Grace's Story

grace1

Ever since I started working at Fountain of Hope Lubuto Library in Kamwala, I enjoy it to the fullest. The greetings and smiles from the vulnerable children light up my day completely. Girls and boys coming from different environments all decide to enter the library daily and weekly to use the programs to their advantage. One particular child is a girl named Grace*.

Grace is a 10-year-old girl who is deaf, she can’t hear nor can she talk or sign. The children call her "chibulu" which means "deaf person" in the local language, Cinyanja. Every time she visits the library alone or with friends, she knows she firstly needs to sign her name on the sign-in sheet in the Reading Room, because she always asks for the pen, using basic hand signals. Despite her silent communication, she participates in almost every library program; it really amazes all of us, as library staff.

After signing her name, she enjoys running to the Art Room to start using the library's devices: LubutoLaptops and zEdupads. Those are most likely her favorite programs because she spends a lot of time there. While waiting for her turn, she decides to play with the wooden and magnetic blocks as well as the chess pieces. In time, she is given her favourite device and enjoys it with the 20 minutes she has been given. While observing her, she doesn’t talk but constantly smiles. When it is time up, she runs out to the Reading Room to pick some books to read.

grace2

Even though she can’t participate in LubutoStorytime and ask questions like all the other children do, she makes her own story in her mind and tries to communicate with me based on the pictures in the book. In order to make children more aware of their deaf peers, we often display posters of the alphabet, greetings and counting in Sign Language on the library front desk. The alphabet poster particularly has intrigued her because she enjoys copying the letter hand signs. She also enjoys participating in the games played just before LubutoMentoring and LubutoDrama sessions commence. She actively joins in and is not shy to copy the other children. LubutoArt has also captured her love for drawing and coloring because as soon as she sees a blank paper, she asks for it.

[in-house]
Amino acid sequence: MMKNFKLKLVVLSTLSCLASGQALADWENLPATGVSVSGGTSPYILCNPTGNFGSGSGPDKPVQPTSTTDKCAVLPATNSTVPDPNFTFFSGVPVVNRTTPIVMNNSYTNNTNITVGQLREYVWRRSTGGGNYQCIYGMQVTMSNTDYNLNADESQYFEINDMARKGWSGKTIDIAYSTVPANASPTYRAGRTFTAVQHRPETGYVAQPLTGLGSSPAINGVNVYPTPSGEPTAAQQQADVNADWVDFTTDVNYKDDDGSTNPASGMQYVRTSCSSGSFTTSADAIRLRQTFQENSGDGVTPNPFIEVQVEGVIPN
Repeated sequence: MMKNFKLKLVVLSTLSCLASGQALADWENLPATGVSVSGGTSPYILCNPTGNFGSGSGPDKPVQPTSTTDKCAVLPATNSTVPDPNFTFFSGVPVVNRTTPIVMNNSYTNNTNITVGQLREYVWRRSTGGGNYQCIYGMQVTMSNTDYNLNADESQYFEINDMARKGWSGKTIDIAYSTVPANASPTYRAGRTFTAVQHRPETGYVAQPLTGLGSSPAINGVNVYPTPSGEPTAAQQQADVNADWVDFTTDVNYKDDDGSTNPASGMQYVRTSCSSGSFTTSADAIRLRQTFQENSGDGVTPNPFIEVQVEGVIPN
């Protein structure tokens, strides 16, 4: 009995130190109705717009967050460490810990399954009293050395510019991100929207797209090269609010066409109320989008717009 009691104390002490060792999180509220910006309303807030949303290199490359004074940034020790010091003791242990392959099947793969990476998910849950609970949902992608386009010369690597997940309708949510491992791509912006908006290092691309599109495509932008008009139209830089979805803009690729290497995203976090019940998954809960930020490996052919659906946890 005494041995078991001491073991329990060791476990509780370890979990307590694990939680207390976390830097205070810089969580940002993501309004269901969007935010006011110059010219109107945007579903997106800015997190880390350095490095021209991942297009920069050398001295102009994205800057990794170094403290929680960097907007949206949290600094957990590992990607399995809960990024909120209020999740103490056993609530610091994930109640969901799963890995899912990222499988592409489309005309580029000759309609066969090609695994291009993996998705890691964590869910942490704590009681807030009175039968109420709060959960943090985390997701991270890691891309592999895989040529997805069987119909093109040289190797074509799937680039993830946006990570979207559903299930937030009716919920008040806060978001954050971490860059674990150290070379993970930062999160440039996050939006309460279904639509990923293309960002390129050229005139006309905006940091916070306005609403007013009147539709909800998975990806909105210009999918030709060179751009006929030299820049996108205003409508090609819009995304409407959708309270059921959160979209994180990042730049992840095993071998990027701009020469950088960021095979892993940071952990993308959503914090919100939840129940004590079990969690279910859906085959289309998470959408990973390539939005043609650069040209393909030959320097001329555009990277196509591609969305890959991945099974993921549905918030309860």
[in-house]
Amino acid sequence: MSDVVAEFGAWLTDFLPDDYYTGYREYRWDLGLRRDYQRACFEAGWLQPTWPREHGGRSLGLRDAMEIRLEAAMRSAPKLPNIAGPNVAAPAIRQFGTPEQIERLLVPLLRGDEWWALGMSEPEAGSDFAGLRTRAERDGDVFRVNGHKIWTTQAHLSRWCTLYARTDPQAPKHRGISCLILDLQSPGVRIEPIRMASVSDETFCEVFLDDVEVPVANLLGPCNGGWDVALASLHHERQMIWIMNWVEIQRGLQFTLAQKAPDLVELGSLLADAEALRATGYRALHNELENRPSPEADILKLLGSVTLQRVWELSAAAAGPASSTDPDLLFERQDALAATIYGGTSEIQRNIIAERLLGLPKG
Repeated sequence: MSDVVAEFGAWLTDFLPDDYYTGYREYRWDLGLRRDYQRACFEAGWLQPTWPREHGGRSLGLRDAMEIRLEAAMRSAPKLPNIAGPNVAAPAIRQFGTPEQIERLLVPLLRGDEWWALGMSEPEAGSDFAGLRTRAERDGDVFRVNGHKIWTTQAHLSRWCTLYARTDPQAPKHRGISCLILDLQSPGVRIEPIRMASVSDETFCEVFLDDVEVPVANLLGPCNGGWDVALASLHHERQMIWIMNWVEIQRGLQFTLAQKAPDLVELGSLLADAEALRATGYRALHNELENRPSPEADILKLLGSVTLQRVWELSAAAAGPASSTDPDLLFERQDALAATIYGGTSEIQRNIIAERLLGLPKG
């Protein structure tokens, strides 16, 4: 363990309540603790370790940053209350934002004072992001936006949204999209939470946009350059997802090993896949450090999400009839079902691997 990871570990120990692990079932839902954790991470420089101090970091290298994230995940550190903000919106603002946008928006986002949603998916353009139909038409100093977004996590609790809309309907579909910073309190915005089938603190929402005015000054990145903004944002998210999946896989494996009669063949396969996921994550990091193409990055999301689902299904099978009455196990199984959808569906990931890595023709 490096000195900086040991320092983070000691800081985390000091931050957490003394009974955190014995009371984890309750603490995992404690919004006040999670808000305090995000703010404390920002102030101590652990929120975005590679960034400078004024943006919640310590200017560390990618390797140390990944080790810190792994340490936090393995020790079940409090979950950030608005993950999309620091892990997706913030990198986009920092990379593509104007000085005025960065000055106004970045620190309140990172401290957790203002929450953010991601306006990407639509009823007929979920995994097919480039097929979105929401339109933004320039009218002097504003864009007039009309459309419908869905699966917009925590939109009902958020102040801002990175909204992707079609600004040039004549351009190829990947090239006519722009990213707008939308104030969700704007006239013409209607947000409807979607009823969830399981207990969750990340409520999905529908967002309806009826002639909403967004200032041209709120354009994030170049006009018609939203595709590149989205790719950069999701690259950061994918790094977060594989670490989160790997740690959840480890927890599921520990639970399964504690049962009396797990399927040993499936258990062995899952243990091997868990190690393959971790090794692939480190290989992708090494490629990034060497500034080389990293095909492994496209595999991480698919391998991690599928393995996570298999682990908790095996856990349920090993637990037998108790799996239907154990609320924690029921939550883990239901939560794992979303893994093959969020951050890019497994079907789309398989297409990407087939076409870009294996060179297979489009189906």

My heart aches because this little girl is a happy child who cannot hear, yet she is so amused and interested in the programs the library has to offer her and other vulnerable children. Grace brings out the importance of having learning programs for children with special needs. Sometimes, there can be busy and tough days at the library but she reminds me that my job is totally worth it.

*name changed to ensure anonymity

Am I going to fit in?

chishimba-blog

The first day in any new environment can be a pretty scary experience, expectations and anxiety are high, but the biggest fear of them all is “am I going to fit in?”

My first day at Lubuto Library Partners was no exception, the fear of been among the youngest and a newbie crippled my spine.

On my way to work I asked myself several questions that led to more questions than answers, “What if I mess up, or fail to leave up to their expectations or maybe am just not the right candidate for this job?”